Death possesses us piecemeal. We are taken slowly, day by day, hour by hour, and across every minute of our life. We start dying the moment we are conceived and begin leaving behind us a trail of past experience consumed by time. This moment just now - right now - is when we are actually alive; as the very next instant the preceding moment dies entering the past. We move then each instant forward like a sputtering, sparking flame burning along a bomb fuse, extinguishing into ash each current experience in favor of the new circumstance just now arrived. Hiss, sputter, and spark as the flame moves on; a frail, fiery procession of burning moments consuming at once our current living while we gaze longingly in the direction of a darkened tomorrow which we promise ourselves is there, though we can see nothing real beyond the gloom.
Whatever years lie behind us are in death's hands. -Seneca the Younger
None know the true measure of their death in relation to how long they will actually live. If we die today, then when we woke this morning, we were already mostly dead. That day, Eric, when both you and Joe Bob died, you were each already mostly dead, though you were, in fact, still very young and healthy and Joe Bob was quite old and sick. For when you woke together that day of death, each of your fuses was nearly run. The length of life behind you each hardly mattered as first Joe Bob's life sputtered and went dark, and then you severed your own cord and sparked away to nothing. And you saw the darkness coming. In fact, you mastered fortune in deciding your own way, not by overcoming fortune, but by recognizing and abiding the dictate of your own principles relative to the larger unfolding of your life. You responded to life by electing death when that course appeared to you the correct way to proceed. And though I may never agree with your reasons Eric, I do respect your sense of principle and your fortitude in the execution of your will.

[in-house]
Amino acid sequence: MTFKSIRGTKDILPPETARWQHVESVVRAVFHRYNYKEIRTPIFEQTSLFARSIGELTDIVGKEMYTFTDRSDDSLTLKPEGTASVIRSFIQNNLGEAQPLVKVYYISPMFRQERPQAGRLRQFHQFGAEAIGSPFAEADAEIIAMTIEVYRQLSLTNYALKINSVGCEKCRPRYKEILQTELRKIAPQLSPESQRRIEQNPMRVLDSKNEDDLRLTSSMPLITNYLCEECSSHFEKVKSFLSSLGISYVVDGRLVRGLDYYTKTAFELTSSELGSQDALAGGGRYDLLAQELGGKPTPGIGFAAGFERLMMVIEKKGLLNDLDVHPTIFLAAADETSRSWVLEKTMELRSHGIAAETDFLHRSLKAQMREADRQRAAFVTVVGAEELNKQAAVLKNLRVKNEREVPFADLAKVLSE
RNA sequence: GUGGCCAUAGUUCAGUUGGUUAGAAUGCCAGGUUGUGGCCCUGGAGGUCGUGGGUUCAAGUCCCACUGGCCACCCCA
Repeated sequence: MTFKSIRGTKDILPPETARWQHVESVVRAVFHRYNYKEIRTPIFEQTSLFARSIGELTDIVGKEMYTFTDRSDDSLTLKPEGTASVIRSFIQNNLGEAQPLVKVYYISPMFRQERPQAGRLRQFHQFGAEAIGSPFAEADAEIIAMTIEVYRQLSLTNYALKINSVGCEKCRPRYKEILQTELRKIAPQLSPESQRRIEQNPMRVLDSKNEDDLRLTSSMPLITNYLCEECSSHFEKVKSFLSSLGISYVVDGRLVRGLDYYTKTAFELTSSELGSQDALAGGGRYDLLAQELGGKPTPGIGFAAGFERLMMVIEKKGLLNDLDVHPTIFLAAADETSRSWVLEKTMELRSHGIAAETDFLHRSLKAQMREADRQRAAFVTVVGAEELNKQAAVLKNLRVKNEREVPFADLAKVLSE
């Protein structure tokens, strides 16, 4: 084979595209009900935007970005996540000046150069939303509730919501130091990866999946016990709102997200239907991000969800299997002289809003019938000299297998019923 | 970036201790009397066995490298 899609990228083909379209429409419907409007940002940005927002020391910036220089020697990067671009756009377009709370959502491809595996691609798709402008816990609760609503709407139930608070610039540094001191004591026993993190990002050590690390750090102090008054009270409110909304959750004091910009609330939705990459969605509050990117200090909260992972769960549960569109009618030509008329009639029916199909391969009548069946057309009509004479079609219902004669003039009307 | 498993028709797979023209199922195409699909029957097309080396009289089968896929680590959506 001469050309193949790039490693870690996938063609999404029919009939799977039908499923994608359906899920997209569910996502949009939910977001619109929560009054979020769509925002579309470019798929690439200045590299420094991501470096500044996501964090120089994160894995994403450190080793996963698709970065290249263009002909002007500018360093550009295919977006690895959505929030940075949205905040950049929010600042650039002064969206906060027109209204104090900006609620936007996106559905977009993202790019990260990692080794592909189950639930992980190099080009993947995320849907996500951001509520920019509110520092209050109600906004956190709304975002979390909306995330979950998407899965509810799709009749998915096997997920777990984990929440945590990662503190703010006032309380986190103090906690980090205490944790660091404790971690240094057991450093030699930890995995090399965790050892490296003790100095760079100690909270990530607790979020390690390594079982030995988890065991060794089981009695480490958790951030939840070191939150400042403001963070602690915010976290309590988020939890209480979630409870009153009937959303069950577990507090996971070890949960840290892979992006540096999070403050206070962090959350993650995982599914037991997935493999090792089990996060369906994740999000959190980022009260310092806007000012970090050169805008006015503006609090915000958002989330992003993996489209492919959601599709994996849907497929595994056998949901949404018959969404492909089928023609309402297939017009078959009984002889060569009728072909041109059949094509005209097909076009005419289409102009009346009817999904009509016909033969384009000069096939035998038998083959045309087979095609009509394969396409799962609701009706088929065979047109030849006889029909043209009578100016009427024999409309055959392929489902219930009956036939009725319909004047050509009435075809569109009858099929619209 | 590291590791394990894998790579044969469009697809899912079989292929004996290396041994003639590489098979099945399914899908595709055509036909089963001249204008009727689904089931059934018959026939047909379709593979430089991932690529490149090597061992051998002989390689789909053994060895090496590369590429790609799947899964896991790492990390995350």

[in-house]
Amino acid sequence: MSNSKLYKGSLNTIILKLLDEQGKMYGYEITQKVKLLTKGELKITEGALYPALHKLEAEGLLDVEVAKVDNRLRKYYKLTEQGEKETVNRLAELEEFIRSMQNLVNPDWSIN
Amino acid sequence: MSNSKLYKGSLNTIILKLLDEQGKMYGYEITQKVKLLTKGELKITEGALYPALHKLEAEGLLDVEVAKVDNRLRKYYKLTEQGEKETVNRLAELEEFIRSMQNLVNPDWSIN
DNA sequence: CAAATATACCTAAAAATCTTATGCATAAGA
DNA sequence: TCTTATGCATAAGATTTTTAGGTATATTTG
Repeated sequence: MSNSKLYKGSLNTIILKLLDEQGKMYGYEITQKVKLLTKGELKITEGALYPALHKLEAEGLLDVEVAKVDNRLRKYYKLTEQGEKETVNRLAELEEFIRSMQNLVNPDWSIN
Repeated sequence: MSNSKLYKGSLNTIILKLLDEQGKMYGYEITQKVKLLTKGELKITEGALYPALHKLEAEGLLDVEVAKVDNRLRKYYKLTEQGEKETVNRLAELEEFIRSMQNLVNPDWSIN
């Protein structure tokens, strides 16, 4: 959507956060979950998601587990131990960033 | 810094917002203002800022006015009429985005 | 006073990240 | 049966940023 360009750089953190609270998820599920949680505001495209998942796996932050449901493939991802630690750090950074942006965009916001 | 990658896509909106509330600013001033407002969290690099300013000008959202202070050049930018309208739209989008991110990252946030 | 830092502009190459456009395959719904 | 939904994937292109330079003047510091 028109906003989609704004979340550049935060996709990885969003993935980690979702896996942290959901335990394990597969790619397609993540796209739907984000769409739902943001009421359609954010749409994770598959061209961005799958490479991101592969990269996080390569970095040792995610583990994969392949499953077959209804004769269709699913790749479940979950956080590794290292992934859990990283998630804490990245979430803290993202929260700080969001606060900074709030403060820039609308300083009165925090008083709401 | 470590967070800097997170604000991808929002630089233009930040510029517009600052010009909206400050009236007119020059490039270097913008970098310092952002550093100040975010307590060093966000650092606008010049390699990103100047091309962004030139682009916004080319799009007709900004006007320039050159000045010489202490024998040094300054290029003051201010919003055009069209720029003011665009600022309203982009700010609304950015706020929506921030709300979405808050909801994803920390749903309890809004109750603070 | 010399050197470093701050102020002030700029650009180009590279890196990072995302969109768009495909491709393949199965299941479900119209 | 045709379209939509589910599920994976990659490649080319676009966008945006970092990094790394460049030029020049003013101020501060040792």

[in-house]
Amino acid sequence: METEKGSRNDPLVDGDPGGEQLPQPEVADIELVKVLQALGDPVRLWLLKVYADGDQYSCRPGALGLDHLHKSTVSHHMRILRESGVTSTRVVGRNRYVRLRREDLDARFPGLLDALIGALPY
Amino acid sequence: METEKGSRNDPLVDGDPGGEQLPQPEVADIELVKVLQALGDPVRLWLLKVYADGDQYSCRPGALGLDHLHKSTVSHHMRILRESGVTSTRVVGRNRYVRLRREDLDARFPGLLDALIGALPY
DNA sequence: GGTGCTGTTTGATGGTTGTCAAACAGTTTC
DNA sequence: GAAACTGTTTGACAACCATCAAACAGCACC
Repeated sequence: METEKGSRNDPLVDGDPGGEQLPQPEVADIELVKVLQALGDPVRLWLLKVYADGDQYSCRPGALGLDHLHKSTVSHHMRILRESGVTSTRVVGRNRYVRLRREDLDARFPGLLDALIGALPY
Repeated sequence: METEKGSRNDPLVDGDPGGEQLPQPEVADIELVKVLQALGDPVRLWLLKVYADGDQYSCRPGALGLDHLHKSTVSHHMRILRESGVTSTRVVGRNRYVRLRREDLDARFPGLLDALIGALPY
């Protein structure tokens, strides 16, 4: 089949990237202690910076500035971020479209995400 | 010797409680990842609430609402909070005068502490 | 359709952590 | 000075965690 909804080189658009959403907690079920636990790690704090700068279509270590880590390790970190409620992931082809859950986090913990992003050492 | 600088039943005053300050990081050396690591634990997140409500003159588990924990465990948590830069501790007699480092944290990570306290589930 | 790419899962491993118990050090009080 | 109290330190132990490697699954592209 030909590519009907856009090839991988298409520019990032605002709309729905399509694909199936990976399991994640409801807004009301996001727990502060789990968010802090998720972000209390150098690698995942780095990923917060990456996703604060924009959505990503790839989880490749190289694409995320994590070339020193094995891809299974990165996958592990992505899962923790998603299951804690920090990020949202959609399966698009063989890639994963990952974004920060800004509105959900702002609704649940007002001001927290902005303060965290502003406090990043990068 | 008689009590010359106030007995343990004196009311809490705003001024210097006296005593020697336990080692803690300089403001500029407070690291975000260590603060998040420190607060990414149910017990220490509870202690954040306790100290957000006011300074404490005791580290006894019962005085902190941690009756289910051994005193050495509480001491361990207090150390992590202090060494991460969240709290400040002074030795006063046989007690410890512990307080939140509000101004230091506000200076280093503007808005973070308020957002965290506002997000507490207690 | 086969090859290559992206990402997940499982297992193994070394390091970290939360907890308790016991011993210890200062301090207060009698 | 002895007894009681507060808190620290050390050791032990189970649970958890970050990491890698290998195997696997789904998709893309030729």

Would it not then be wise to remember always that, with no guarantee of future days ahead, and a lifetime of extinguished days behind, we are then seemingly this moment always mostly dead. We are always just now on the precipice of abyss. We are forever treading water with difficulty above deep, dark depths. Warm and happy in our beds at night our life is truly mostly done. Reveling with health among friends, death has already gathered and collected us each to itself; and while we laugh and speak with abandon into the night, death waits just beyond that next moment without promise. Such folly to turn from that specter lingering just beyond the light, denying its always immediate presence and purpose, telling ourselves tomorrow is real despite the power of fortune to both give and deny.
For my part, I will attempt to acknowledge now that I am already mostly dead. I will see death standing just there before me. I will note the darkness from which my fuse has emerged and into which it seemingly proceeds. I will squint my eyes and agree that I cannot see clearly any further than now. The fuse may indeed be nearly done. Death standing ahead may now refuse to step back or aside. I may be done now, or now, or again now. And I will not despair of this fact but will live better for it. I will burn this instant always ready to flame out the next. What more can I honestly do? How better could I possibly live?
My name is Kurt Bell.
You can learn more about The Good Life in my book Going Alone.
Be safe... But not too safe.